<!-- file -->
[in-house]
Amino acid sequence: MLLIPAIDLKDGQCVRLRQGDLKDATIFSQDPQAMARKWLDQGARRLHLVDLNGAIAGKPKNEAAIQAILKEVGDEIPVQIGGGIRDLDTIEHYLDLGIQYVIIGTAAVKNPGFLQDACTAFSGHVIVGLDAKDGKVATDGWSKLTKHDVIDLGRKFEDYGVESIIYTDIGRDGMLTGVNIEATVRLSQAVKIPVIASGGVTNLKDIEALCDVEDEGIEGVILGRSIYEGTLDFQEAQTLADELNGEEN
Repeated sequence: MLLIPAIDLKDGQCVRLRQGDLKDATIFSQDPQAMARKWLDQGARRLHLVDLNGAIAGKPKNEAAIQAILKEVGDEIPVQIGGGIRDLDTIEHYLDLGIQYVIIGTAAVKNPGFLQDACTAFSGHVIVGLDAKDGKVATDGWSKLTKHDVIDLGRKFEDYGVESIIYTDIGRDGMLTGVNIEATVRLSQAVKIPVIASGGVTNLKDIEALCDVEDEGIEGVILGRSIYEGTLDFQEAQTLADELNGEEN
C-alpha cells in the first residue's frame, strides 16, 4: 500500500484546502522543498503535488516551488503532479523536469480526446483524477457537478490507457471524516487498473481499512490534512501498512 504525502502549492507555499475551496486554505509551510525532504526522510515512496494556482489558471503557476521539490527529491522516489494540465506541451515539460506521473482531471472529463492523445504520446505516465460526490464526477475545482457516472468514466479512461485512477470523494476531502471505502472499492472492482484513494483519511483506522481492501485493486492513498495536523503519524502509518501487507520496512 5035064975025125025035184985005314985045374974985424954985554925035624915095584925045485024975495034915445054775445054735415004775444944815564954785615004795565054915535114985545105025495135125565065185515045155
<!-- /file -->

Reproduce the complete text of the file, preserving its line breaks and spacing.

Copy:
[in-house]
Amino acid sequence: MLLIPAIDLKDGQCVRLRQGDLKDATIFSQDPQAMARKWLDQGARRLHLVDLNGAIAGKPKNEAAIQAILKEVGDEIPVQIGGGIRDLDTIEHYLDLGIQYVIIGTAAVKNPGFLQDACTAFSGHVIVGLDAKDGKVATDGWSKLTKHDVIDLGRKFEDYGVESIIYTDIGRDGMLTGVNIEATVRLSQAVKIPVIASGGVTNLKDIEALCDVEDEGIEGVILGRSIYEGTLDFQEAQTLADELNGEEN
Repeated sequence: MLLIPAIDLKDGQCVRLRQGDLKDATIFSQDPQAMARKWLDQGARRLHLVDLNGAIAGKPKNEAAIQAILKEVGDEIPVQIGGGIRDLDTIEHYLDLGIQYVIIGTAAVKNPGFLQDACTAFSGHVIVGLDAKDGKVATDGWSKLTKHDVIDLGRKFEDYGVESIIYTDIGRDGMLTGVNIEATVRLSQAVKIPVIASGGVTNLKDIEALCDVEDEGIEGVILGRSIYEGTLDFQEAQTLADELNGEEN
C-alpha cells in the first residue's frame, strides 16, 4: 500500500484546502522543498503535488516551488503532479523536469480526446483524477457537478490507457471524516487498473481499512490534512501498512 504525502502549492507555499475551496486554505509551510525532504526522510515512496494556482489558471503557476521539490527529491522516489494540465506541451515539460506521473482531471472529463492523445504520446505516465460526490464526477475545482457516472468514466479512461485512477470523494476531502471505502472499492472492482484513494483519511483506522481492501485493486492513498495536523503519524502509518501487507520496512 5035064975025125025035184985005314985045374974985424954985554925035624915095584925045485024975495034915445054775445054735415004775444944815564954785615004795565054915535114985545105025495135125565065185515045155